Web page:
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Tree Physiol. 2001 Jun;21(9):571-8.

Responses of leaf respiration to temperature and leaf characteristics in three deciduous tree species vary with site water availability.

Author information

  • 1Department of Plant and Microbial Sciences, University of Canterbury, Private Bag 4800, Christchurch, New Zealand.

Erratum in

  • Tree Physiol 2001 Jul;21(11):775-6.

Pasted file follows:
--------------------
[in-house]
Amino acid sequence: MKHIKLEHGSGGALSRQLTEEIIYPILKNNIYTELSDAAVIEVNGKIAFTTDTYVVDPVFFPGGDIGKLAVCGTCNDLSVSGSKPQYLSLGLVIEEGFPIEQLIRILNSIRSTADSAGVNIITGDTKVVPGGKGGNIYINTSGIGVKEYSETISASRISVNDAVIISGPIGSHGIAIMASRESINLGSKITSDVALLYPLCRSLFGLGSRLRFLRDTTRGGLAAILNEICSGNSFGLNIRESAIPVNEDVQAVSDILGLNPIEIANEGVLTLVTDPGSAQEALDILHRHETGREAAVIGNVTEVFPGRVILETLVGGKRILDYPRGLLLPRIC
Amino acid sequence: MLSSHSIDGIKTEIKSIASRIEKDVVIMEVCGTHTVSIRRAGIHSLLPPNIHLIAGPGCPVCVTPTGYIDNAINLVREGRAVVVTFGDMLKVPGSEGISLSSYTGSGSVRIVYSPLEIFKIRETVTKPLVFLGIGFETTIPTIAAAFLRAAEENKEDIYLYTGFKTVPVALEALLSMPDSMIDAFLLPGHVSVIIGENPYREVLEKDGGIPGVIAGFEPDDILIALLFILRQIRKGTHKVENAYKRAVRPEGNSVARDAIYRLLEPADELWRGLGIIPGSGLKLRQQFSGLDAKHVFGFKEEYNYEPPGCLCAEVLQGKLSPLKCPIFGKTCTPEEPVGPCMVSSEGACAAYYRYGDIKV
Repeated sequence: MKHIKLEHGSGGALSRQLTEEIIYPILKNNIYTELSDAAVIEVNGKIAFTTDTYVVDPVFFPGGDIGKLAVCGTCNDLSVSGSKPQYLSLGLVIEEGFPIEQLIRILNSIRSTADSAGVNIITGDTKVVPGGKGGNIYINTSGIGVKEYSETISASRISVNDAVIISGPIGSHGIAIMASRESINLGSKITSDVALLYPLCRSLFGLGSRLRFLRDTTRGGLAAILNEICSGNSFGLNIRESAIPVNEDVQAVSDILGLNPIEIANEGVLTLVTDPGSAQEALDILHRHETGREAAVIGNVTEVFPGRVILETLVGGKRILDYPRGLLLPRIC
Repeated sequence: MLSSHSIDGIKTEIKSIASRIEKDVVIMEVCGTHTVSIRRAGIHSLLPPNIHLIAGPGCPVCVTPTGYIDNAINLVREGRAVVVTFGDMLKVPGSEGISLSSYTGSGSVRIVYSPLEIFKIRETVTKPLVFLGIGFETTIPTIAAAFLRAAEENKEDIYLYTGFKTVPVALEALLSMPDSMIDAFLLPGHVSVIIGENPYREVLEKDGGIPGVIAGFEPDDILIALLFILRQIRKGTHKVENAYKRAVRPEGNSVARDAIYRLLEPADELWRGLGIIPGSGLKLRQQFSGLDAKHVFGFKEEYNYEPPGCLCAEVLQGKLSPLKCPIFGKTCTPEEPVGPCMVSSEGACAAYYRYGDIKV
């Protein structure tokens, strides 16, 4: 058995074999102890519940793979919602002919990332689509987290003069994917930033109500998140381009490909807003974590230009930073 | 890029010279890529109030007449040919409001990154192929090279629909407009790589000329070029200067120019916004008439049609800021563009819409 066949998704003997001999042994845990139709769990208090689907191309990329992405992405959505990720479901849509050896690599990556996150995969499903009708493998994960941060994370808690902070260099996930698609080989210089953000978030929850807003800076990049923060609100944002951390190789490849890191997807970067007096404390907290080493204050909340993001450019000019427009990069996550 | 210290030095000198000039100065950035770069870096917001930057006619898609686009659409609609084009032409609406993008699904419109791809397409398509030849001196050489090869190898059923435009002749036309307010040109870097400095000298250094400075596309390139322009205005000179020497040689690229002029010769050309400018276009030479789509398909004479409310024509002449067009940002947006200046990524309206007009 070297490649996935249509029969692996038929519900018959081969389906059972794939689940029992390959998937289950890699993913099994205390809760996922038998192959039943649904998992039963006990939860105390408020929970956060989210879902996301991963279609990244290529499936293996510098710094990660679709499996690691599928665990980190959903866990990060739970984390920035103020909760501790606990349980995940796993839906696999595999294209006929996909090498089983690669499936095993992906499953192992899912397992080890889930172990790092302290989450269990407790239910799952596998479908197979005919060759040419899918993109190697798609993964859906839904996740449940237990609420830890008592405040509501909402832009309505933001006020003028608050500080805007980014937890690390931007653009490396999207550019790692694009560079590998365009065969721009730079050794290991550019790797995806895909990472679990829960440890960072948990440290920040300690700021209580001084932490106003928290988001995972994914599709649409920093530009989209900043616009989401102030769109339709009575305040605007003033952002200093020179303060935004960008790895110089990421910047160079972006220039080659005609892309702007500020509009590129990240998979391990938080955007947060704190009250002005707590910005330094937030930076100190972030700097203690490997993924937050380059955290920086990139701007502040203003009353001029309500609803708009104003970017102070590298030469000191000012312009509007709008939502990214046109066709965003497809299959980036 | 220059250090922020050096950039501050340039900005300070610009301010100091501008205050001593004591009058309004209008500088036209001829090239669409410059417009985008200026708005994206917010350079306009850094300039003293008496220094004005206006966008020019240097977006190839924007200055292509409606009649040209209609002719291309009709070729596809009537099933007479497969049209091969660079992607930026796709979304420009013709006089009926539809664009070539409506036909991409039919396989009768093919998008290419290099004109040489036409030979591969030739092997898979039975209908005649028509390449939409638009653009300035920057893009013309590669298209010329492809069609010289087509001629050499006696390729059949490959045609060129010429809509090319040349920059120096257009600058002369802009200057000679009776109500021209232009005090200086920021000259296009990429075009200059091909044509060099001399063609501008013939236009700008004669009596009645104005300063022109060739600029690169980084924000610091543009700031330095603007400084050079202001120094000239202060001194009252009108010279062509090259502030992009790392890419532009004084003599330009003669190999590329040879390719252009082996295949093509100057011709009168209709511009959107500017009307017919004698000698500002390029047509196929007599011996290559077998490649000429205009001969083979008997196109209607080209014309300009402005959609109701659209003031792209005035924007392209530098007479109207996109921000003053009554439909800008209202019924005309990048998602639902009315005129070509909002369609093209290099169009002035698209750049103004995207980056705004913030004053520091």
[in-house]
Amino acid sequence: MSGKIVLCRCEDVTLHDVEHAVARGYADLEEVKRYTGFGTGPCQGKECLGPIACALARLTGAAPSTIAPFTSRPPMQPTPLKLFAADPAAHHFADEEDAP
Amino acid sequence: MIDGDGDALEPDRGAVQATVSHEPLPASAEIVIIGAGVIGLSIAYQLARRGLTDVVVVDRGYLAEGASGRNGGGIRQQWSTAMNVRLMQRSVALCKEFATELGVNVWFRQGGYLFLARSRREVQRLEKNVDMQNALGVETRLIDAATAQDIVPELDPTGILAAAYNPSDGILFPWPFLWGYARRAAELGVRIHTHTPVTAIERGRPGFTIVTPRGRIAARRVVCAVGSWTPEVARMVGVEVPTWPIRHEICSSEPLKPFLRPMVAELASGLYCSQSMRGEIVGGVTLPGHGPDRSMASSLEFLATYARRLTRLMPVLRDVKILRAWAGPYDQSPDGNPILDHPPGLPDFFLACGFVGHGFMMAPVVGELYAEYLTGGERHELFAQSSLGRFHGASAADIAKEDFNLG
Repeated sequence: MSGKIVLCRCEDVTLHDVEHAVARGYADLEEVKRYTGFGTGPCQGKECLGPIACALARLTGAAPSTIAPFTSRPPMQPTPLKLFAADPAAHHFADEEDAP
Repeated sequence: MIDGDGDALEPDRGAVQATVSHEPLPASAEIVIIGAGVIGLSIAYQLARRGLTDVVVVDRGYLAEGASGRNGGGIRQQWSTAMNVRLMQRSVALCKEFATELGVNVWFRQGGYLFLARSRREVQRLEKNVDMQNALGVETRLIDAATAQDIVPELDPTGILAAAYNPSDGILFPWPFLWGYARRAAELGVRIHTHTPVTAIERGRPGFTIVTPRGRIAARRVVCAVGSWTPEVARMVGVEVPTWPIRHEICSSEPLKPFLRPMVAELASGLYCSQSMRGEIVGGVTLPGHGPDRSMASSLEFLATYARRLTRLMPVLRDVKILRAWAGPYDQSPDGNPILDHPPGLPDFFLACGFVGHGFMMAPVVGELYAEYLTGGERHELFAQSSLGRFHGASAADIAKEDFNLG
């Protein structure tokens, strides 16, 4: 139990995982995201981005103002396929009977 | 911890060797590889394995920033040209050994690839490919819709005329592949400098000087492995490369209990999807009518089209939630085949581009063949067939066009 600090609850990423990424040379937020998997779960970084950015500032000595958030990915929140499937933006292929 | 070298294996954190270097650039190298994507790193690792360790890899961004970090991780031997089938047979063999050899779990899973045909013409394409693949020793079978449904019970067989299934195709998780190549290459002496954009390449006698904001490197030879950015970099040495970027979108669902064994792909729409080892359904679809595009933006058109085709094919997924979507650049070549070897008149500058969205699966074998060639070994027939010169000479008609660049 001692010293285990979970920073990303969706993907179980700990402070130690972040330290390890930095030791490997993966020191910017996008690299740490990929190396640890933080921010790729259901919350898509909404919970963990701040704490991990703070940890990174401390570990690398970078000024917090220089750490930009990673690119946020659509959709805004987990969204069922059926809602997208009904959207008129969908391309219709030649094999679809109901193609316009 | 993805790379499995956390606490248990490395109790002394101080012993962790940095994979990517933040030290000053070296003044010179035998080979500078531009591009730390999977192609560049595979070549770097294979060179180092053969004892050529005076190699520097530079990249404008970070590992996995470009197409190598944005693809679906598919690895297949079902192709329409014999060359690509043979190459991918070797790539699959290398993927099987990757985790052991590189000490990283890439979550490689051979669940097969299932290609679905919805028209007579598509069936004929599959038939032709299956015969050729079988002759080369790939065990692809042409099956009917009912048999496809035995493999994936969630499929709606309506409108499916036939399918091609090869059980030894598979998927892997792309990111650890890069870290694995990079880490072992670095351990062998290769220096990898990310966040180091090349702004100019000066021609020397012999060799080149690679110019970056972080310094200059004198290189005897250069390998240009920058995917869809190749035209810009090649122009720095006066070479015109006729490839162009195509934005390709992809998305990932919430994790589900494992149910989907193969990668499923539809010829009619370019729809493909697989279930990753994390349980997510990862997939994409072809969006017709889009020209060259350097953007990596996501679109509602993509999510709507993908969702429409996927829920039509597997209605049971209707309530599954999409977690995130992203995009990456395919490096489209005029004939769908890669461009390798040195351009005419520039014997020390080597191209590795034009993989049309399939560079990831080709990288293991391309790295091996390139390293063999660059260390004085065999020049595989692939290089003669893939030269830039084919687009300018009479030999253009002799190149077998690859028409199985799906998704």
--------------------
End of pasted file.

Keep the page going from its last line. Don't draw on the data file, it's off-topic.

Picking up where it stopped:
We measured responses of leaf respiration to temperature and leaf characteristics in three deciduous tree species (Quercus rubra L., Quercus prinus L. and Acer rubrum L.) at two sites differing in water availability within a single catchment in the Black Rock Forest, New York. The response of respiration to temperature differed significantly among the species. Acer rubrum displayed the smallest increase in respiration with increasing temperature. Corresponding Q(10) values ranged from 1.5 in A. rubrum to 2.1 in Q. prinus. Dark respiration at ambient air temperatures, expressed on a leaf area basis (Rarea), did not differ significantly between species, but it was significantly lower (P < 0.01) in trees at the wetter (lower) site than at the drier (upper) site (Q. rubra: 0.8 versus 1.1 micromol m(-2) s(-1); Q. prinus: 0.95 versus 1.2 micromol m(-2) s(-1)). In contrast, when expressed on a leaf mass basis (R(mass)), respiration rates were significantly higher (P < 0.01) in A. rubrum (12.5-14.6 micromol CO(2) kg(-1) s(-1)) than in Q. rubra (8.6-9.9 micromol CO(2) kg(-1) s(-1)) and Q. prinus (9.2-10.6 micromol CO(2) kg(-1) s(-1)) at both the lower and upper sites. Respiration on a nitrogen basis (R(N)) displayed a similar response to R(mass). The consistency in R(mass) and R(N) between sites indicates a strong coupling between factors influencing respiration and those affecting leaf characteristics. Finally, the relationships between dark respiration and A(max) differed between sites. Trees at the upper site had higher rates of leaf respiration and lower A(max) than trees at the lower site. This shift in the balance of carbon gain and loss clearly limits carbon acquisition by trees at sites of low water availability, particularly in the case of A. rubrum.

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